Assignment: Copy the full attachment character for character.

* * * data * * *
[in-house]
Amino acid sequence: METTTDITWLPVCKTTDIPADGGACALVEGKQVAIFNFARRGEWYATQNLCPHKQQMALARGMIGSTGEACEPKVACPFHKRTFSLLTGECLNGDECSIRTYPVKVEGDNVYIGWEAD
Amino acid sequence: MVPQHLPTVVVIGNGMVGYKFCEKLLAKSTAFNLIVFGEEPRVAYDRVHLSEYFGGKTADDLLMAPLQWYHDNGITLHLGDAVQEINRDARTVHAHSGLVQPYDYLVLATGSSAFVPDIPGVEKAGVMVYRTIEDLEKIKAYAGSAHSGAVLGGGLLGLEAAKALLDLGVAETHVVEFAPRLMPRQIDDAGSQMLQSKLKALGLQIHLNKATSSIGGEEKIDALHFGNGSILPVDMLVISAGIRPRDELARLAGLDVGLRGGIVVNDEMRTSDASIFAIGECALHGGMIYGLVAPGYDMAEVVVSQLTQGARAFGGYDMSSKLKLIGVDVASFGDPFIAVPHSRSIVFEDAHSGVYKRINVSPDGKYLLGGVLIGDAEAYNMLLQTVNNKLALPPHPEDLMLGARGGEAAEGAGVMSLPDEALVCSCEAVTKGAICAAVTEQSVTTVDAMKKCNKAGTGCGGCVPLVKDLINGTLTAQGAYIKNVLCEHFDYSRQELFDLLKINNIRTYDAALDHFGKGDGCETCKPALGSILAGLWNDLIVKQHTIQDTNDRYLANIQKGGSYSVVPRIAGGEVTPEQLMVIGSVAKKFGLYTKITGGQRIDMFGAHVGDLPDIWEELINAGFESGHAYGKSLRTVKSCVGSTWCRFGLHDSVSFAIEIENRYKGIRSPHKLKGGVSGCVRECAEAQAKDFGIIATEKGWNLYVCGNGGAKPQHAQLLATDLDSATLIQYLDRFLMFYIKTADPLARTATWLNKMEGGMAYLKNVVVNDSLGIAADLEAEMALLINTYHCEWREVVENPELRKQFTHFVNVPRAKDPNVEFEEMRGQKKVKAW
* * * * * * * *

[in-house]
Amino acid sequence: METTTDITWLPVCKTTDIPADGGACALVEGKQVAIFNFARRGEWYATQNLCPHKQQMALARGMIGSTGEACEPKVACPFHKRTFSLLTGECLNGDECSIRTYPVKVEGDNVYIGWEAD
Amino acid sequence: MVPQHLPTVVVIGNGMVGYKFCEKLLAKSTAFNLIVFGEEPRVAYDRVHLSEYFGGKTADDLLMAPLQWYHDNGITLHLGDAVQEINRDARTVHAHSGLVQPYDYLVLATGSSAFVPDIPGVEKAGVMVYRTIEDLEKIKAYAGSAHSGAVLGGGLLGLEAAKALLDLGVAETHVVEFAPRLMPRQIDDAGSQMLQSKLKALGLQIHLNKATSSIGGEEKIDALHFGNGSILPVDMLVISAGIRPRDELARLAGLDVGLRGGIVVNDEMRTSDASIFAIGECALHGGMIYGLVAPGYDMAEVVVSQLTQGARAFGGYDMSSKLKLIGVDVASFGDPFIAVPHSRSIVFEDAHSGVYKRINVSPDGKYLLGGVLIGDAEAYNMLLQTVNNKLALPPHPEDLMLGARGGEAAEGAGVMSLPDEALVCSCEAVTKGAICAAVTEQSVTTVDAMKKCNKAGTGCGGCVPLVKDLINGTLTAQGAYIKNVLCEHFDYSRQELFDLLKINNIRTYDAALDHFGKGDGCETCKPALGSILAGLWNDLIVKQHTIQDTNDRYLANIQKGGSYSVVPRIAGGEVTPEQLMVIGSVAKKFGLYTKITGGQRIDMFGAHVGDLPDIWEELINAGFESGHAYGKSLRTVKSCVGSTWCRFGLHDSVSFAIEIENRYKGIRSPHKLKGGVSGCVRECAEAQAKDFGIIATEKGWNLYVCGNGGAKPQHAQLLATDLDSATLIQYLDRFLMFYIKTADPLARTATWLNKMEGGMAYLKNVVVNDSLGIAADLEAEMALLINTYHCEWREVVENPELRKQFTHFVNVPRAKDPNVEFEEMRGQKKVKAW